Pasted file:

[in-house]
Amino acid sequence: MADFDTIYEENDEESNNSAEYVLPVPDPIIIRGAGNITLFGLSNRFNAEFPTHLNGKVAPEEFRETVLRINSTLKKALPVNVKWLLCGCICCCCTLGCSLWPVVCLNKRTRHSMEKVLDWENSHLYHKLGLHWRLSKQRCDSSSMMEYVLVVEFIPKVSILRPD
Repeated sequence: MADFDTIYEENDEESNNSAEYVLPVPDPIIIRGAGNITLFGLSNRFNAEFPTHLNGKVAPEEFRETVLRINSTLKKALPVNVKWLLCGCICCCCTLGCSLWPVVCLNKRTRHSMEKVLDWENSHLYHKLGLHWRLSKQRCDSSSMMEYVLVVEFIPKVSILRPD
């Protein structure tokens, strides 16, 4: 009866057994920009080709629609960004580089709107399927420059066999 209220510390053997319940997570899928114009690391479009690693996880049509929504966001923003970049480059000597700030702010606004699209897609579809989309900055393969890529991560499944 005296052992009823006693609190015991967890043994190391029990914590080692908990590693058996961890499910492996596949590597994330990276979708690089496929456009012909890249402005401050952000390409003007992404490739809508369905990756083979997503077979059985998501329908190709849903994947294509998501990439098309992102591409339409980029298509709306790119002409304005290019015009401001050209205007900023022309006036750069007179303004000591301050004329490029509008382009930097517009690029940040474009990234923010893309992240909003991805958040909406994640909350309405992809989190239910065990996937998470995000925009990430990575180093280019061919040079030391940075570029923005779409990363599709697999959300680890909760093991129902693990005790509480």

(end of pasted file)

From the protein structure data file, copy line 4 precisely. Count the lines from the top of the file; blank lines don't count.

């Protein structure tokens, strides 16, 4: 009866057994920009080709629609960004580089709107399927420059066999 209220510390053997319940997570899928114009690391479009690693996880049509929504966001923003970049480059000597700030702010606004699209897609579809989309900055393969890529991560499944 005296052992009823006693609190015991967890043994190391029990914590080692908990590693058996961890499910492996596949590597994330990276979708690089496929456009012909890249402005401050952000390409003007992404490739809508369905990756083979997503077979059985998501329908190709849903994947294509998501990439098309992102591409339409980029298509709306790119002409304005290019015009401001050209205007900023022309006036750069007179303004000591301050004329490029509008382009930097517009690029940040474009990234923010893309992240909003991805958040909406994640909350309405992809989190239910065990996937998470995000925009990430990575180093280019061919040079030391940075570029923005779409990363599709697999959300680890909760093991129902693990005790509480």